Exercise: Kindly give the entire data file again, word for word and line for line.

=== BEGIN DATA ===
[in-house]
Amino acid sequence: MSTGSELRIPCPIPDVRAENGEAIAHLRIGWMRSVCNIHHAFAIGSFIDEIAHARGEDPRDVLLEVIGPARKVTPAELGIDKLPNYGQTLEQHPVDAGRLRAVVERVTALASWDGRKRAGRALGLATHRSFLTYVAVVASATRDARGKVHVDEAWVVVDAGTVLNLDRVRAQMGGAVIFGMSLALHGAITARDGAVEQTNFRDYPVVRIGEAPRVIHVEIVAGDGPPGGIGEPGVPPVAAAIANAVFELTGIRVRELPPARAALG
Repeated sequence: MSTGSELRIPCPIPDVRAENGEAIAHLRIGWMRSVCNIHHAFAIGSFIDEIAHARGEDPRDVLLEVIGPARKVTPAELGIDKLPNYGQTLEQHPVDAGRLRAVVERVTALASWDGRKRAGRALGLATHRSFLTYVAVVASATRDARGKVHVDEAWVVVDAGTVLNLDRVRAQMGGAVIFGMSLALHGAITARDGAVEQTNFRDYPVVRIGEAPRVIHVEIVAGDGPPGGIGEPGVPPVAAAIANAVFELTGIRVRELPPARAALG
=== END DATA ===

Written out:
[in-house]
Amino acid sequence: MSTGSELRIPCPIPDVRAENGEAIAHLRIGWMRSVCNIHHAFAIGSFIDEIAHARGEDPRDVLLEVIGPARKVTPAELGIDKLPNYGQTLEQHPVDAGRLRAVVERVTALASWDGRKRAGRALGLATHRSFLTYVAVVASATRDARGKVHVDEAWVVVDAGTVLNLDRVRAQMGGAVIFGMSLALHGAITARDGAVEQTNFRDYPVVRIGEAPRVIHVEIVAGDGPPGGIGEPGVPPVAAAIANAVFELTGIRVRELPPARAALG
Repeated sequence: MSTGSELRIPCPIPDVRAENGEAIAHLRIGWMRSVCNIHHAFAIGSFIDEIAHARGEDPRDVLLEVIGPARKVTPAELGIDKLPNYGQTLEQHPVDAGRLRAVVERVTALASWDGRKRAGRALGLATHRSFLTYVAVVASATRDARGKVHVDEAWVVVDAGTVLNLDRVRAQMGGAVIFGMSLALHGAITARDGAVEQTNFRDYPVVRIGEAPRVIHVEIVAGDGPPGGIGEPGVPPVAAAIANAVFELTGIRVRELPPARAALG